Naturopathic Conference, Michener Institute in Toronto
Date: May 30, 2015
Responsible treatment of “non-traumatic” or “functional” musculoskeletal pain syndromes with contemporary acupuncture requires a thorough understanding of the functional neuroanatomy and normal biomechanics of the musculoskeletal system. In these syndromes, conventional medical diagnosis (label diagnosis) is of little assistance in the selection of the best acupuncture inputs for the restoration of function. Instead, the use of an integrated functional approach provides the key to select the best therapeutic options, specifically the design of neurofunctional acupuncture inputs.
b. Relevance to Naturopathic Practice
Conventional acupuncture interventions in the treatment of “non-traumatic” or “functional” musculoskeletal pain syndromes are often focused on the treatment of local tissues for the purposes of restoring structural integrity and modulating nociception. Also, movement-based routines (rehabilitation exercises) appropriate to the dysfunction is often integrated in the treatment approach.
However, very often the lack of full neuromotor function of the relevant muscles involved in the dysfunction prevents these interventions from fully achieving the intended goal, as non-specific acupuncture inputs and/or rehabilitation exercises “per se” are often not enough to restore full motor activation of the relevant muscles, particularly in the presence of persistent segmental nociception.
Evaluation of “functional” musculoskeletal pain syndromes using a
Neurofunctional approach, allows the practitioner to identify the presence, nature and magnitude of the neuromotor dysfunctions associated with the problem, as well, as to better identify any other contributing factors involved in the dysfunction.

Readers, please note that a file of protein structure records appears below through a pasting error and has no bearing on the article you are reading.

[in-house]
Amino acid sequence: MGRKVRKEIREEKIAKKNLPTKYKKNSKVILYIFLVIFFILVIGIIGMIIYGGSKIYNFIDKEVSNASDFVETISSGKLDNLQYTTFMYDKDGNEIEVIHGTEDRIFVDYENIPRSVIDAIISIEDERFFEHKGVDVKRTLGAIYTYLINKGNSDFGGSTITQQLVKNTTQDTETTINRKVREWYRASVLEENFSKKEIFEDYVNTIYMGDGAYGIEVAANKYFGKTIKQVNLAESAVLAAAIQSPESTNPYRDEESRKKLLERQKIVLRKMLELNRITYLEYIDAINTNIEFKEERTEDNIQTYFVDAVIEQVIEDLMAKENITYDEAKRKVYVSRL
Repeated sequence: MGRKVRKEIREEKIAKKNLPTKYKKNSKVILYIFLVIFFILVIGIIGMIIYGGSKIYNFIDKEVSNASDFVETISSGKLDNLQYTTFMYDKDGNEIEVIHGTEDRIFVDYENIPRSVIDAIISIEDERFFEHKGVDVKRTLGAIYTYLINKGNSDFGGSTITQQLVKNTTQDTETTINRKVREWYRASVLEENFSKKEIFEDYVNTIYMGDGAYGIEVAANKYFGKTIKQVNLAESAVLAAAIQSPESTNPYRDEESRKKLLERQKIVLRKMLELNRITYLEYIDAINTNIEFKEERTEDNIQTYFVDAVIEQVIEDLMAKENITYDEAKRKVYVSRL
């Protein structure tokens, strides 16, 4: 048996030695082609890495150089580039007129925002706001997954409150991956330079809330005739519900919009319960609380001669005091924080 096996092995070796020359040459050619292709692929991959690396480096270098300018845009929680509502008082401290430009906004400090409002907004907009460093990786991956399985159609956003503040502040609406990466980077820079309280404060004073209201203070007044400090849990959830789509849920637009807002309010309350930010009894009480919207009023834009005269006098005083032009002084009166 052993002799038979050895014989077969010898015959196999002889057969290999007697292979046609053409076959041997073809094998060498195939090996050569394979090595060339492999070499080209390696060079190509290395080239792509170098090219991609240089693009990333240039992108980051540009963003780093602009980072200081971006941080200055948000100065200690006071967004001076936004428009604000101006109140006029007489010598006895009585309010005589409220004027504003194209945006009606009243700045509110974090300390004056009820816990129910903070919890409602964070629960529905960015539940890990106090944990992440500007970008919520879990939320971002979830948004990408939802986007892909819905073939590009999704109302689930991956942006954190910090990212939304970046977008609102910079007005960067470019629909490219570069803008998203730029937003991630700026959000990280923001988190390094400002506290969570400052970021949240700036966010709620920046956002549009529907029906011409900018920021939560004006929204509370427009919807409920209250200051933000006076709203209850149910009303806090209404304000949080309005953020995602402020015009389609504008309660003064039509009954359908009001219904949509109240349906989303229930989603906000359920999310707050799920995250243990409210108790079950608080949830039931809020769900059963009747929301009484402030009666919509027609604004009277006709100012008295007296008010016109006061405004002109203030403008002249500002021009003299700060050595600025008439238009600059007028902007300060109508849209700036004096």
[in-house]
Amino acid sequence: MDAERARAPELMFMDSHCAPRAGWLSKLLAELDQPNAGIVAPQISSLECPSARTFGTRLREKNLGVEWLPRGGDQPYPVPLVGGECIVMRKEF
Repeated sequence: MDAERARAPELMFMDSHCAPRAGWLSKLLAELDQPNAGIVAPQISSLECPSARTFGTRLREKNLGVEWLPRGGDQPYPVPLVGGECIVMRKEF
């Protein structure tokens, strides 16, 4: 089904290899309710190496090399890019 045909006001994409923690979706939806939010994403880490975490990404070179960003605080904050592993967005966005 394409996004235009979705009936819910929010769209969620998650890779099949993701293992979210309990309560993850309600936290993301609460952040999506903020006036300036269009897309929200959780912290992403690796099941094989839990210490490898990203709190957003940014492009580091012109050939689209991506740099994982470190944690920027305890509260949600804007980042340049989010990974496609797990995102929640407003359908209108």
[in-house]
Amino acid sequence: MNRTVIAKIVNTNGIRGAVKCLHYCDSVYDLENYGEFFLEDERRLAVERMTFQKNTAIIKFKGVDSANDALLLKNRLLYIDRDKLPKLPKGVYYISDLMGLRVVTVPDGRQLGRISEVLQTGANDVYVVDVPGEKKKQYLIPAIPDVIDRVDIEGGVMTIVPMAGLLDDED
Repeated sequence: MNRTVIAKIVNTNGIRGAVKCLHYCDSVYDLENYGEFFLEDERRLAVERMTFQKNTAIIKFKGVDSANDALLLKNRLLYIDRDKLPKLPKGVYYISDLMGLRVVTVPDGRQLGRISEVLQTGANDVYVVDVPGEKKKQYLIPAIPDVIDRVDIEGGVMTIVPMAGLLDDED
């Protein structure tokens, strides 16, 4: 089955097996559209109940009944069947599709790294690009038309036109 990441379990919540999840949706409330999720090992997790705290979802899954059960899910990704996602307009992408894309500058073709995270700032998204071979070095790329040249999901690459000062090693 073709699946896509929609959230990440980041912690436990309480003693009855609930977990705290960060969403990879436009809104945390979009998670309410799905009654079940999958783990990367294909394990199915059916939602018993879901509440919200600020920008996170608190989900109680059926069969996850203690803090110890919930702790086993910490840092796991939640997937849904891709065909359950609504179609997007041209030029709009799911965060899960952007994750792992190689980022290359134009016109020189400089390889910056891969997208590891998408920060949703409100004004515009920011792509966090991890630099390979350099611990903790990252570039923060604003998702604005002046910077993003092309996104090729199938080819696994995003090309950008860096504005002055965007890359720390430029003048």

A functional clinical approach to accomplish these goals will be presented to the participants in this session, specifically a discussion of the use of advanced neurofunctional acupuncture strategies for the optimal treatment of these conditions, including the use of direct electrical stimulation of motor nerves (and/or their receptor sites within the muscle) using fine solid needles and an electrical monopolar stimulation device.
c. Outcome Learning Objectives:
1. Understand the need to characterize “non-traumatic” musculoskeletal
problems functionally using an integrated neuro-mechanical-metabolic model.
2. Learn to identify reservoirs of adaptability in every patient by combining
functionally information from patient’s symptoms with information retrieved during a manual and visual examination.
3. Learn the value of manual motor testing to identify functional neuromotor inhibition.
4. Improve ability to design effective neurofunctional acupuncture interventions by using precise anatomical location of insertion sites selected according to the analysis described above.